Leather may be popular with his readers, but the man is known in literary circles as brash and unpleasant. He also provokes ire from other writers thanks to his controversial view of digital piracy: he embraces it, considering it good marketing for him. He also sells his self-published short stories at a very low price, prompting accusations of market devaluation. Other authors say he is making it harder for them to sustain higher prices.
Leather found himself in the middle of two controversies this year after attending a crime writing festival in Harrogate. Mr Duns was not present at the event, but he told us: “You didn’t have to attend to hear what had happened. In a packed and increasingly tense panel discussion, someone shouted out to Leather that he was a ‘tosser’. That was a really big thing. Everyone at the festival was talking about ‘tosser-gate‘.”
“The second controversy arose when Leather admitted, on stage, to creating online fake identities to promote, talk about, and praise his own books. He even admitted to arranging discussions between these different personas to make the whole thing look a little more genuine.”
These dark echoes of Johann Hari’s antics on Wikipedia may prove to have serious consequences for Leather, if true, since such behaviour is not only unethical, it might also be illegal. As an author, you are not allowed to pose as a consumer in order to sell your work.
‘He made me a monster!’
Having been told all this, Duns decided to approach Leather directly about the alleged admission. Getting to the bottom of the story was an arduous task: Leather refused to comment on Twitter, blocking him and then unblocking him, before blocking him a second time.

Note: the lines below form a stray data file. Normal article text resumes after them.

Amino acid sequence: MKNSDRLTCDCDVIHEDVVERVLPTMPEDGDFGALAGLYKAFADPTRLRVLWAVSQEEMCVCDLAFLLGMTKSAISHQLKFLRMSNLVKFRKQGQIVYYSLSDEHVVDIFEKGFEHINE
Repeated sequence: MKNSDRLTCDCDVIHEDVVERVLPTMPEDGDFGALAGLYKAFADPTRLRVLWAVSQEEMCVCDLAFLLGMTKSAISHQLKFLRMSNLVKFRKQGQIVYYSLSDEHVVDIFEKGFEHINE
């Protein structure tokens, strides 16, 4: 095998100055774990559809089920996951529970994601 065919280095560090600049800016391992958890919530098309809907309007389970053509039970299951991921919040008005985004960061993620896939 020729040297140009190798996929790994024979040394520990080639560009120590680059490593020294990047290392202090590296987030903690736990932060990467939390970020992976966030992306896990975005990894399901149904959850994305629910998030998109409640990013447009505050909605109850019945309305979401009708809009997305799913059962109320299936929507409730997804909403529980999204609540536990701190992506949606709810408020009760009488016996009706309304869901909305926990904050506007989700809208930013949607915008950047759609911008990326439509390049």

Duns’s spider senses were tingling. It doesn’t take long to uncover secrets on an open platform such as Twitter; a bit of common sense and five minutes to spare, and it’s easy to spot odd accounts and suspicious tweets. That’s what Duns attempted to do.
“I quickly found an account, @firstparagraph,” says Duns, “Which supposedly is run by an unknown, middle-aged writer. After looking at it for about five minutes, I could tell it was an ineptly transparent sockpuppet account set up by Leather. The tweets were all praising Leather’s books and his writing, describing him as the best author ever.
“Additionally, considering this person is supposed to be an unknown author, the Twitter account boasts about 15,000 followers. It doesn’t take a genius to figure this one out: the number of followers has been gamed. Something The Kernel is familiar with, as I understand it.”